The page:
The Battle of the Very Hot City-States
By Eric Ellis

(FORTUNE Magazine) - THE DUEL BETWEEN SINGAPORE AND Dubai for control of Britain's venerable Peninsular & Oriental Steam Navigation Co. is not so much a bidding war as a proxy battle joined by two tiny, rich city-states intent on invading each other's territory with fat checkbooks.

In January, Singapore's state-owned Temasek Holdings offered $6.2 billion for P&O in an attempt to wrest it from Dubai's Ports Customs & Free Zone Corp., which had all but won P&O's hand with a $5.8 billion bid last November. It's the "oriental" part of P&O, founded in 1837 to help manage the British Empire's logistics, that most attracts the two combatants. Among other assets, the company owns 29 container ports, half of them sprinkled across India and China. It's the world's third-largest terminal operator, behind Hong Kong's Hutchison Terminals and Temasek's Port of Singapore Authority, both of which have networks of their own around Asia. If Temasek snares P&O for PSA, Singapore will vault to No.1 in volume and geographic reach.

"This is very much a play on world trade," says Zafar Momin, logistics partner at Boston Consulting in Singapore. "They're both saying they can see the world economy ticking along nicely for some time and are prepared to pay to be part of it."

P&O is just the latest theater in the business battle between Singapore and Dubai, the richest of the seven United Arab Emirates. Last June the UAE's telecom monopoly, Etisalat, outbid SingTel for control of Pakistan's land-line operator PTCL. Emirates Airline, owned by Dubai's royal family, is a Singapore Airlines clone, taking passengers away from SIA on the profitable European and North American routes from Australia and Southeast Asia. Dubai promotes itself as the world's duty-free-shopping hub, a mantle Singapore has long claimed. Dubai is also constructing the world's tallest building and its biggest airport, budgeting for a fourfold increase in passenger traffic by 2015, much of it at the anticipated expense of Singapore's Changi airport. And both are investing to become technology hubs.

The two city-states, both known for their extreme heat, even boast indoor snow centers. And both are ruled by powerful families--the Lees and the Maktoums--neither of which is known for tolerating dissent. "Their model is Singapore," former Prime Minister Goh Chok Tong said last year after a trip to Dubai. "The way we organize ourselves and our can-do attitude--whatever we do that is successful, they copy and do it on a larger scale."

But it is in ports where Dubai is most spooking Singapore, threatening to become Asia's logistics power. It now has 11 terminals across the region--seven in China--after buying America's CSX International for $1.15 billion a year ago, outbidding Singapore's PSA by $115 million. The Dubai port authority has become the world's sixth-largest ports operator and, like PSA, has designs on being No.1. "We are 100% committed to this transaction," says Dubai ports chairman Sultan Ahmed Bin Sulayem. "Ours is the only serious offer on the table."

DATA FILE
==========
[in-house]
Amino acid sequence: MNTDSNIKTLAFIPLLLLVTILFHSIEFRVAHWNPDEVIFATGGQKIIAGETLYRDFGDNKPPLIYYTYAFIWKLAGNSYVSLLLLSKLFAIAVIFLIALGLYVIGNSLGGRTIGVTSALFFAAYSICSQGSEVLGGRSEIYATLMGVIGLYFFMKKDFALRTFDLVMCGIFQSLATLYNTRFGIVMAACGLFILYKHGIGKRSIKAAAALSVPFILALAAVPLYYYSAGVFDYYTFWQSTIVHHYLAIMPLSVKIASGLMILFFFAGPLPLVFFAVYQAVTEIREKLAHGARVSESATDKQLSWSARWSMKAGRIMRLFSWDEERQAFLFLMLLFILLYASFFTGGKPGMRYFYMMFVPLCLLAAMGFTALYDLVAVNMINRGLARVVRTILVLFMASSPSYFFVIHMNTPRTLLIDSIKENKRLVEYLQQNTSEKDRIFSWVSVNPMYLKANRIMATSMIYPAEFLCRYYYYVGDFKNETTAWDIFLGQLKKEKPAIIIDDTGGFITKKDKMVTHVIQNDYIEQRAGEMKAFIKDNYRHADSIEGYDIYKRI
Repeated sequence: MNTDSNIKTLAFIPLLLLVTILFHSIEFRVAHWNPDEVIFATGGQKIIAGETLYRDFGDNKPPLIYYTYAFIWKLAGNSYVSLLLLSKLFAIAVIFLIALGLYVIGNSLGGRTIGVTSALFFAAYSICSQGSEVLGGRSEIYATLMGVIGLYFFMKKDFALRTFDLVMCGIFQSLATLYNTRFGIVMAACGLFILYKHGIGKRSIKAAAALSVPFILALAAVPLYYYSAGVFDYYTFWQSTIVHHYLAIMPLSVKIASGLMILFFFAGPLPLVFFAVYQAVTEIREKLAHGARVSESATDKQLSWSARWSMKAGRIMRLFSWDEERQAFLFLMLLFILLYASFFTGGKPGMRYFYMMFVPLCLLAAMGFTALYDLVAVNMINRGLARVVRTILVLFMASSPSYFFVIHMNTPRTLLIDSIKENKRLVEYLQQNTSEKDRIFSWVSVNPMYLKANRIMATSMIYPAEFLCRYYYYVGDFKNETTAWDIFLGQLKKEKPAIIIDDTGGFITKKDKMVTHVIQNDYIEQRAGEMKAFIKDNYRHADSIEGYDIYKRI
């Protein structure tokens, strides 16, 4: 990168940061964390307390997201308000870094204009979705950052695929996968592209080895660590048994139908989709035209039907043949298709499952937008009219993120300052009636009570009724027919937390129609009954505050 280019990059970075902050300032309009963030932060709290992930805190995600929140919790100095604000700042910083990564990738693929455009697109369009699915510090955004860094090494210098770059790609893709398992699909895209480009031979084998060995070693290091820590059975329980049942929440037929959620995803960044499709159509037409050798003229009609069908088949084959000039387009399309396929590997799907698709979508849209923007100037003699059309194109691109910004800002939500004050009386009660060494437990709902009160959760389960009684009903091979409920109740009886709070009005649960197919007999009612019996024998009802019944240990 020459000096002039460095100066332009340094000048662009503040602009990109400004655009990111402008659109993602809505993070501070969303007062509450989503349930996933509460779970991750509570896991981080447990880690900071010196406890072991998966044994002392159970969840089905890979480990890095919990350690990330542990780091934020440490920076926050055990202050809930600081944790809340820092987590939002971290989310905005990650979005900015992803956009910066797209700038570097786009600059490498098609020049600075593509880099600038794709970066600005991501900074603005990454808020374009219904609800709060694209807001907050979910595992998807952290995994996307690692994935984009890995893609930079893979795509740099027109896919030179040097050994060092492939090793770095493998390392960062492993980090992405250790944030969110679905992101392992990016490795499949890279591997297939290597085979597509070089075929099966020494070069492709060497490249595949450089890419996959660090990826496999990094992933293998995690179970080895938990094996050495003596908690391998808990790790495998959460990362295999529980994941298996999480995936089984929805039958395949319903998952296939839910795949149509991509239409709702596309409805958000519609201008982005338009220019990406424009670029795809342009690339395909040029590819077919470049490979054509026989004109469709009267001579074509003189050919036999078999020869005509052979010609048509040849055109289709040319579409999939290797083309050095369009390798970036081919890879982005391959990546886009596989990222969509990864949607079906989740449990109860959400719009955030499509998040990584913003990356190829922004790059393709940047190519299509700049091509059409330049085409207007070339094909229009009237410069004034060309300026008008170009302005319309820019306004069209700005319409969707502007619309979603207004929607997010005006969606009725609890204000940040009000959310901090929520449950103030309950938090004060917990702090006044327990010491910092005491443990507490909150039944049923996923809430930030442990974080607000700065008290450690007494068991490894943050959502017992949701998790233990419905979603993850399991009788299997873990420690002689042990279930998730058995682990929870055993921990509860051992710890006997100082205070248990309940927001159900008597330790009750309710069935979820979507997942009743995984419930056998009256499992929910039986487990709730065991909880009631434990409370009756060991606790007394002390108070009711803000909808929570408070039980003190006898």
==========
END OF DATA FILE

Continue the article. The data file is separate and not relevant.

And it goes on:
Singapore has a reputation for overspending and is not often outbid. "I get the sense they're very hungry," says Boston Consulting's Momin. Dubai has hinted at a higher offer, and brokers in London are advising clients to sit tight as P&O's share price trades up in expectation of an auction. In the end the battle for P&O will come down to who has the deepest pockets--and that may depend on which way the price of oil is going. So far in 2006 the trend seems to be up.

Small Places, Big Ambitions

Dubai is challenging Singapore for bragging rights as

the world's best transportation and logistics hub. The two tiny city-states are

even competing on indoor ski slopes.


Population: One million

GDP: $37 billion

The Boss: Sheikh Mohammed bin Rashid al Maktoum

Airlines: Emirates flies 69 planes to 54 countries. It

recently ordered another 63 jets to expand its service.

Hotels: The Burj al Arab, shaped like a sailboat, bills

itself as the world's only seven-star hotel. Rooms start at $1,000 a night.


Population: 4.4 million

GDP: $116 billion

The Boss: Prime Minister Lee Hsien Loong

Airlines: Singapore Airlines has 90 planes and boasts

the longest nonstop flight in the world: New York to Singapore in 18 hours.

Hotels: Raffles Hotel, opened in 1887, is a colonial

Singapore landmark. Rooms start at $300 a night. Top of page